Mordecai v. Lindsay - 60 U.S. 199 (1856)
U.S. Supreme Court
Mordecai v. Lindsay, 60 U.S. 19 How. 199 199 (1856)
Mordecai v. Lindsay
0 U.S. (19 How.) 199
APPEAL FROM THE CIRCUIT COURT OF THE UNITED
STATES FOR THE DISTRICT OF COUTH CAROLINA
Where the decree of the district court, in a case of admiralty jurisdiction, was not a final decree, the circuit court, to which it was carried by appeal, had no power to act upon the case, nor could it consent to an amendment of the record by an insertion of a final decree by an agreement of the counsel in the case; nor can this Court consent to such an amendment.
The district court having ordered a report to be made, the case must be sent back from here to the circuit court, and from there to the district court, in order that a report may be made according to the reference.
This was a libel filed on the 6th of April, 1854, in the District Court of South Carolina by Mordecai & Co., against the schooner Mary Eddy and all persons intervening.
A very brief narrative will be sufficient to show the condition in which the case was when it left the district court, and this is all that is required under the present opinion of this Court.
In March, 1854, the Mary Eddy was in New Orleans, about to sail for Charleston. One hundred and two hogsheads of sugar were shipped on board of her, which were to be delivered to Mordecai & Co. The libel was for the nondelivery of these articles.
The answer admitted the shipment and arrival of the vessel in Charleston, and then averred the delivery of three hogsheads of the sugar, together with some barrels of syrup, the freight of which Mordecai & Co. refused to pay. The answer then alleged that the libellants, having refused to pay freight until the sugars were received by them at their store, or until possession had passed to them, the master unloaded the residue
of the sugars, and, when landed on the wharf, gave notice to Mordecai & Co. that he would deliver the articles to them upon payment of the freight; that Mordecai & Co. having refused to do this, the master retained the custody of the sugars in order to preserve his lien for the freight. A correspondence took place between the parties, which it is not necessary to state for the purposes of this report.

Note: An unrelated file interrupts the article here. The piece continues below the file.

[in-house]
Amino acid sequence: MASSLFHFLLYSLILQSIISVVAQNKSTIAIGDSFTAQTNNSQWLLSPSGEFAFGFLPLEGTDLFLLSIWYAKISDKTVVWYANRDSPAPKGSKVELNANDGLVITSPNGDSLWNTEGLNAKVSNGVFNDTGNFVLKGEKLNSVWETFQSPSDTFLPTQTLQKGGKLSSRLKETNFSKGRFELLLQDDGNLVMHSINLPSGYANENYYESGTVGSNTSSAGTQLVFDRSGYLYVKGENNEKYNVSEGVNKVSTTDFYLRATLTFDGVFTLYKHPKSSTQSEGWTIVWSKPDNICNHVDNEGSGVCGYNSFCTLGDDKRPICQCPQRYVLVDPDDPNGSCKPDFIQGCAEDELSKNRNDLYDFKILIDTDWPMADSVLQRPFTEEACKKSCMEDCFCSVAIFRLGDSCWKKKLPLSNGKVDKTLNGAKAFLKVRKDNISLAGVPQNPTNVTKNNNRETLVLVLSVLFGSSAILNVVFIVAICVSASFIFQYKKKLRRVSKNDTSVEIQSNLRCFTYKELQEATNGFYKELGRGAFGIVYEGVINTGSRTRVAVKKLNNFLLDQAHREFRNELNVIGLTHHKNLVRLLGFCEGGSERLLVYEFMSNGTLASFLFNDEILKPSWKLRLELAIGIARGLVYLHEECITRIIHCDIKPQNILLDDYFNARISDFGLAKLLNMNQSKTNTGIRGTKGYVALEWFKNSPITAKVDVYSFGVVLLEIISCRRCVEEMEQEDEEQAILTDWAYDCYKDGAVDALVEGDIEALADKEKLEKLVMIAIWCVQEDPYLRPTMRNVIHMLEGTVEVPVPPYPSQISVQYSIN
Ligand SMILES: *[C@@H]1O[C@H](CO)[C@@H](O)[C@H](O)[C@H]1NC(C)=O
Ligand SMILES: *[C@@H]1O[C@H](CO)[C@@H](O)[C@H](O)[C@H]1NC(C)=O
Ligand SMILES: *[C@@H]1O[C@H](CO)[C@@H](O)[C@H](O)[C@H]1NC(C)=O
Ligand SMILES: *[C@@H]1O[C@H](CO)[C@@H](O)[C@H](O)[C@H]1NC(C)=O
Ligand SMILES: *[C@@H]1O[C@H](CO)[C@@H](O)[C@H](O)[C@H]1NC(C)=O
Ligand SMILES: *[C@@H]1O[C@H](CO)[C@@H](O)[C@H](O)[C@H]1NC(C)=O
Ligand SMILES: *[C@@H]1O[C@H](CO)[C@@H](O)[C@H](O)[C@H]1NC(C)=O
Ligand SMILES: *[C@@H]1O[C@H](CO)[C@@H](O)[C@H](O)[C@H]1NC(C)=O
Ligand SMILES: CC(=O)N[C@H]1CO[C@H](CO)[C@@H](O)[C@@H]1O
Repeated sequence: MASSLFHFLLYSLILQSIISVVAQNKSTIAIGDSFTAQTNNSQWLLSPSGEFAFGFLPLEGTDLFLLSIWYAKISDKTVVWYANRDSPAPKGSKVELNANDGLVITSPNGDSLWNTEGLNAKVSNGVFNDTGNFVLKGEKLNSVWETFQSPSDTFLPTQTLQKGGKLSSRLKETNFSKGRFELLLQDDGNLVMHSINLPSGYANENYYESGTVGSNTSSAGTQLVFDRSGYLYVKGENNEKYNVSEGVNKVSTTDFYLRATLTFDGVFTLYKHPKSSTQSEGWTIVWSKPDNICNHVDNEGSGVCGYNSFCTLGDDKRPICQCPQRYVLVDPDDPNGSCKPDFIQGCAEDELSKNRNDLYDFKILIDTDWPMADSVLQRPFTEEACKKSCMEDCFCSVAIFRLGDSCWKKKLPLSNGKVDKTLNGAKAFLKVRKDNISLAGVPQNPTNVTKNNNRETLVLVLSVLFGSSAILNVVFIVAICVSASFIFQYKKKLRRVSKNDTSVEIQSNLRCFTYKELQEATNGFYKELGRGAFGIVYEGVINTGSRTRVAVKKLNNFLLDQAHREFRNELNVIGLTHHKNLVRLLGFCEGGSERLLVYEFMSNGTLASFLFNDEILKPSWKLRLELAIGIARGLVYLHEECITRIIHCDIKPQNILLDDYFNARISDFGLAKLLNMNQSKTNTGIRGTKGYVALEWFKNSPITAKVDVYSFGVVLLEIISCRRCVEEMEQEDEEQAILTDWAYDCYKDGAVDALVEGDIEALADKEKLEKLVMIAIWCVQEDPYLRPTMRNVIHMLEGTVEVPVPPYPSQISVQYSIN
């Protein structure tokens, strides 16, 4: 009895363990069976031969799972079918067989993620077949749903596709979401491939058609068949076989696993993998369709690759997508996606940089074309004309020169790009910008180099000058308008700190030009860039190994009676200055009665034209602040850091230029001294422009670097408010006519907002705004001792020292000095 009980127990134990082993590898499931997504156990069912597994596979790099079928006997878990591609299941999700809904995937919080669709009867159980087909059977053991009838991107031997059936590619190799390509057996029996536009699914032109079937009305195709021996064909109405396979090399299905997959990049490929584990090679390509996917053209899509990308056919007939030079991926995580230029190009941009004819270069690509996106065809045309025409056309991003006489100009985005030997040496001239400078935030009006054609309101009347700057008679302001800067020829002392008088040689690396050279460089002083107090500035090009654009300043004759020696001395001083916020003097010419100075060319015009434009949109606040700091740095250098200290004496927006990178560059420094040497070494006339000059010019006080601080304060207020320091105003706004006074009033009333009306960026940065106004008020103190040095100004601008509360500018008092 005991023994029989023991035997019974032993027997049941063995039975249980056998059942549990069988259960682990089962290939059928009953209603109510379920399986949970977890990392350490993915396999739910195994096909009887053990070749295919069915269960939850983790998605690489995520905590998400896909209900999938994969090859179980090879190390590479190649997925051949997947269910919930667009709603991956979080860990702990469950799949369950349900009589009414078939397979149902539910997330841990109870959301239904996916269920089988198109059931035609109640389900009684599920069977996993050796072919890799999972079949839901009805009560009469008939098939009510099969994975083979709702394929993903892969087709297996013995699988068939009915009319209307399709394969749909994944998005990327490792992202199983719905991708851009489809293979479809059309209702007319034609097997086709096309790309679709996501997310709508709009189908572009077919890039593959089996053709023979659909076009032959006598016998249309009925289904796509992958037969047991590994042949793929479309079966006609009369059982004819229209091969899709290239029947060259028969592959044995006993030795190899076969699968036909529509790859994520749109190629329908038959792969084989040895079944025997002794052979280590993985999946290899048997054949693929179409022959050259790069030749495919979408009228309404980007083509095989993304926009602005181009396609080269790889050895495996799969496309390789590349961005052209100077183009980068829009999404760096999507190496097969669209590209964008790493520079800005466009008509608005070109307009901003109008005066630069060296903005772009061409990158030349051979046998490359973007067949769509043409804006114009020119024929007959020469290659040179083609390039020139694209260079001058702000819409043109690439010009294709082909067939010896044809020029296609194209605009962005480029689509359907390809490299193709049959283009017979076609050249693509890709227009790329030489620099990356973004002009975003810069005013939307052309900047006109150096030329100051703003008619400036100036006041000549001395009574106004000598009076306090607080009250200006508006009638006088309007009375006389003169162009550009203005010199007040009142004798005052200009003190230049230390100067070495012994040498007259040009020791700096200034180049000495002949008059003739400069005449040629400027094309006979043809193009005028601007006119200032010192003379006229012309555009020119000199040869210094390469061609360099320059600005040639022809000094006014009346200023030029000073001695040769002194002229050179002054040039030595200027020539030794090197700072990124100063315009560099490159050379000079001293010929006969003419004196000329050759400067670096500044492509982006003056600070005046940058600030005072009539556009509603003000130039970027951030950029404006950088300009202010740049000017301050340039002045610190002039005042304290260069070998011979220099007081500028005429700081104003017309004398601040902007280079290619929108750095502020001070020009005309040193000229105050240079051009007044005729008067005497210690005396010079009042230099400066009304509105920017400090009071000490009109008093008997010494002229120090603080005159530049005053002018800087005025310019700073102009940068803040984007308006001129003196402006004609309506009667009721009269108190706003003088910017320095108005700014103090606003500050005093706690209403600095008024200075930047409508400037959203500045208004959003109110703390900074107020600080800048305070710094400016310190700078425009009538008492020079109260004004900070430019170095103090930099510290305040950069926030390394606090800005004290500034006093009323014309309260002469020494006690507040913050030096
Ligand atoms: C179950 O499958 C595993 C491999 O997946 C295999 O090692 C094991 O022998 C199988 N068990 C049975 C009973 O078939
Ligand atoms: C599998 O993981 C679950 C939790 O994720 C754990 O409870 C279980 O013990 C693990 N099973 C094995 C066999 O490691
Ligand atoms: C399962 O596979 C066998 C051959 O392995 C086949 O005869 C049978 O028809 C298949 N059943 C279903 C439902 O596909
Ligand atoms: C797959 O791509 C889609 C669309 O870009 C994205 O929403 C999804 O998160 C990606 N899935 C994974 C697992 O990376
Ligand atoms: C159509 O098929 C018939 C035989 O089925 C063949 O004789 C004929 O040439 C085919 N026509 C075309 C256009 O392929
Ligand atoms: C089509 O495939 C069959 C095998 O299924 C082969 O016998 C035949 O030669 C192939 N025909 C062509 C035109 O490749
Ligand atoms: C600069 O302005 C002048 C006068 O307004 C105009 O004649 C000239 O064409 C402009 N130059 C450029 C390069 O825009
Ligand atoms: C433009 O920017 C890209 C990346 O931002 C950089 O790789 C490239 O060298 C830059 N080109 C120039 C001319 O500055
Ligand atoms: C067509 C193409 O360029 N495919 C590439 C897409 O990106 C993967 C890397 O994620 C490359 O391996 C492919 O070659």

The district judge decreed in favor of the libellants, with costs, and then added:
"Mr. Gray the commissioner and clerk of this Court will ascertain the charges to be made against the respective parties to this suit and state the account between them. For this purpose he is authorized to use the testimony already reported and such further evidence as may be brought before him in relation to this point."
Without any further proceedings being had in the case, the claimants appealed to the circuit court, and the record was accordingly transmitted.
When the cause came up for hearing before the circuit judge, he reversed the decree of the district court and dismissed the libel with costs, whereupon the libellants appealed to this Court.
MR. JUSTICE WAYNE delivered the opinion of the Court.
Upon the hearing of this cause in this Court, it was suggested that the court had not jurisdiction of the case on the ground that the district court, which had original jurisdiction of it, had not given a final decree in favor of the libellants before the cause was taken by appeal to the circuit court, from the decision of which, reversing the decision of the district judge and dismissing the libel, the appellants appealed to the Supreme Court. No such decree of the district court is set out in the record, but the court, supposing it might be a clerical omission, gave to the counsel concerned in the cause time to ascertain the fact in order that it might be made, either by consent of parties or by certiorari, a part of the record, that there might be no delay in the final disposition of the case by this Court. The counsel having made the necessary inquiries
from the clerk of the district and circuit courts, and having reported to this Court that no final decree had been extended or passed in favor of the libellants by the district judge, and that the case had been taken by appeal to the circuit court upon such imperfect record, and decided in that court, without any notice of the omission having been brought to its view either from the record or in the argument of the case, the counsel have applied to this Court to permit them to amend the record by consent, by inserting in it what might be agreed upon by them to be a final decree, urging, as the merits of the case between the parties had been fully discussed here, that the court could proceed upon such amendment to decide the case.